U.S. attorney general: Government should get a warrant before email, cloud storage snooping

U.S. attorney general: Government should get a warrant before email, cloud storage snooping

Summary: The U.S.' highest ranking lawyer supports changes to existing email and online storage snooping laws, which are currently under scrutiny in the U.S. House.

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Congress is currently scrutinizing existing email and online storage laws. (Image: CNET)

U.S. Attorney General Eric Holder supports privacy changes that would require the government to seek a warrant based on probable cause to obtain cloud-stored email, and other documents and files stored in the cloud.

"But the more general notion of having a warrant to obtain the content of communications from a service provider is something that we support," Holder added, noting that citizen privacy and the government's ability to access such data is "one of the most important conversations" to be had in this day and age.

He stated that there were "very limited circumstances" in which there should be exemptions, such as in civil investigations. 

Holder becomes highest ranking White House official to support such cloud-stored privacy protections.

It's a far cry away from the Justice Department's position only two years ago, whereby the government agency warned that police investigations and "human life" would be under threat if search warrants were required for email and location data.

Under current e-storage rules, the Electronic Communications Privacy Act (ECPA) currently allows the U.S. government to access email older than six months old or if they had been marked as "read" or opened, with a subpoena signed by a federal prosecutor. Only email less than six months old requires a warrant signed by a judge.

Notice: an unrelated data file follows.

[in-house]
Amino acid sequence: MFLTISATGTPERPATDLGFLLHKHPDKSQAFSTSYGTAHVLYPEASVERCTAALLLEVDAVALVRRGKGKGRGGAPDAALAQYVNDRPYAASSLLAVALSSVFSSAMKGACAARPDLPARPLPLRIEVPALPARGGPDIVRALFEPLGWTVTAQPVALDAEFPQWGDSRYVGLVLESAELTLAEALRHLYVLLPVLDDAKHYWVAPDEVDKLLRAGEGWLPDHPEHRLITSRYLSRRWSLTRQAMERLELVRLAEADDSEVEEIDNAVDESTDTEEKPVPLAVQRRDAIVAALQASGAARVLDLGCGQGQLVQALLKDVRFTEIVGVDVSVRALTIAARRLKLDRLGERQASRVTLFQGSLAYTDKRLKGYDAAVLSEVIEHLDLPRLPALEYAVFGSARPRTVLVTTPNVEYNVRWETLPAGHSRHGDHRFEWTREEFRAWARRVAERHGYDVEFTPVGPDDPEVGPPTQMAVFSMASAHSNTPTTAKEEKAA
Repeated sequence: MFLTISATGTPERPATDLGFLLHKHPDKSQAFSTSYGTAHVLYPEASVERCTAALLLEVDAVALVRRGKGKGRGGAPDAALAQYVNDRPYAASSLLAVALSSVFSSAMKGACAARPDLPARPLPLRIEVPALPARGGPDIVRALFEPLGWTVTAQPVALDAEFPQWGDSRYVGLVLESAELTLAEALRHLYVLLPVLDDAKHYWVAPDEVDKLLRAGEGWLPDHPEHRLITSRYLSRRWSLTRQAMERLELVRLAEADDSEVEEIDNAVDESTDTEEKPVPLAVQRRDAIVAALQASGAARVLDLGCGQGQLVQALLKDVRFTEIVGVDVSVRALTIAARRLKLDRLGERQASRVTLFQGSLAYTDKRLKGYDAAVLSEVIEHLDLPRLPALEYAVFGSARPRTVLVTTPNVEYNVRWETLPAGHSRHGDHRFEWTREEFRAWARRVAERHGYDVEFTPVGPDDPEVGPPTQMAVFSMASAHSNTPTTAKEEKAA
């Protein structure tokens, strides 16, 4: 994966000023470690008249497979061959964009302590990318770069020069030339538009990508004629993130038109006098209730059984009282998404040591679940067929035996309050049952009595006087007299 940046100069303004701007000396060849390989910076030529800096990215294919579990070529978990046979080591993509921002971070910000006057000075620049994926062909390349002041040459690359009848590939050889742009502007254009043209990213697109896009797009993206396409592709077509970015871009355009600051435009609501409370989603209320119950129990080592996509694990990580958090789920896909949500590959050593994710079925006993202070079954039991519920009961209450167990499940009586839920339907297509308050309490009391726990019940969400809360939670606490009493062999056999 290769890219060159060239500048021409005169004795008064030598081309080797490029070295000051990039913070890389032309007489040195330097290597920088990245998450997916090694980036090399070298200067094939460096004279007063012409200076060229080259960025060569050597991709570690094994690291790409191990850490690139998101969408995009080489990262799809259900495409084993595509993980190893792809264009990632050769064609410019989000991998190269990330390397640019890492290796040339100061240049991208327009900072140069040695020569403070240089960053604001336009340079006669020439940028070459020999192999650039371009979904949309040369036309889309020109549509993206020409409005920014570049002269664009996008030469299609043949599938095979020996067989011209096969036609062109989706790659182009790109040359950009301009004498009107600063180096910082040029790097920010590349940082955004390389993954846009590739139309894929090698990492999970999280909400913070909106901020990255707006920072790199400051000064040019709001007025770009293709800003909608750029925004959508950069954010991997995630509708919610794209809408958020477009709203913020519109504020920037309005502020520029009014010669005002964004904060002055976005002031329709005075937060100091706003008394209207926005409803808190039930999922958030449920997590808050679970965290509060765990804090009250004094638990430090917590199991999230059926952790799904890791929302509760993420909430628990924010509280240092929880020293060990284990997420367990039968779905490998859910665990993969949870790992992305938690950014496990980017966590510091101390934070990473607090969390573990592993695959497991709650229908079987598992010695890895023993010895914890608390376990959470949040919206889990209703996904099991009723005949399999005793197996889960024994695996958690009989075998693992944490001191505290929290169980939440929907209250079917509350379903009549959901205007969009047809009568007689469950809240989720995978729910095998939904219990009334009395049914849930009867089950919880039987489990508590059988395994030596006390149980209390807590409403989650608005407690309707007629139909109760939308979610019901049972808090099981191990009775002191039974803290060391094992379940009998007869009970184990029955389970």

The government only needs to offer an administrative subpoena — a request for data that bypasses the courts and the judiciary — in which it has "reasonable grounds to believe" that such data would be useful in an active investigation.

Holder's comments come at a time when ECPA is under scrutiny in Congress.

A bipartisan bill passed the Senate Judiciary Committee in late April that would amend ECPA, signed into law in 1986 when email was still in its infancy and cloud-based services didn't exist, that will require the government to inform a U.S. resident when their email has been disclosed via a search warrant.

Two exceptions exist, where a National Security Letter "gagging order" — which was recently ruled unconstitutional by a U.S. District Court; and the other if it would jeopardize an ongoing investigation.

The Justice Department's acting assistant attorney general Elana Tyrangiel said during a hearing in a U.S. House committee in March that "it makes sense that the statute not accord lesser protection to opened emails than it gives to emails that are unopened."

Topics: Security, Government US, Privacy

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  • U.S. attorney general: Cops should get a warrant before email snooping

    Though his own department doesn't need to follow their own rules, or so his recent actions have shown.
    William Farrel
  • This AG should be in jail

    how many more scandals will this Chicago scum get away with.
    everss02
    • Prediction

      The majority of the Talkbackers who are currently spending their time reviling the current President of the U.S. and everybody even remotely associated with him will regard the next Republican president and his administration as sacrosanct, and complain loudly any time he's criticized. As the last Democrat elected to succeed another as President was James Buchanan, I expect to start seeing this behavior some time between November, 2016 and January 2017.

      Even though I reluctantly changed my registration from independent back to Democratic last year, it still seems to me that party loyalty is almost synonymous with hypocrisy.
      John L. Ries
      • AG

        I'd suggest the last AG that I trusted was Griffin Bell and his boss was really something else.
        Bill4
        • I respected Griffin Bell

          He, Cyrus Vance, and Edmund Muskie were probably President Carter's best appointments (Bert Lance was probably his worst).
          John L. Ries
      • Did you just change it back to dem to avoid an IRS audit?

        btw, no way GOP wins in 2016, the 47%, foostampers, section 8's, welfare creeps, etc outnumber any group in the country. They will keep voting for their master.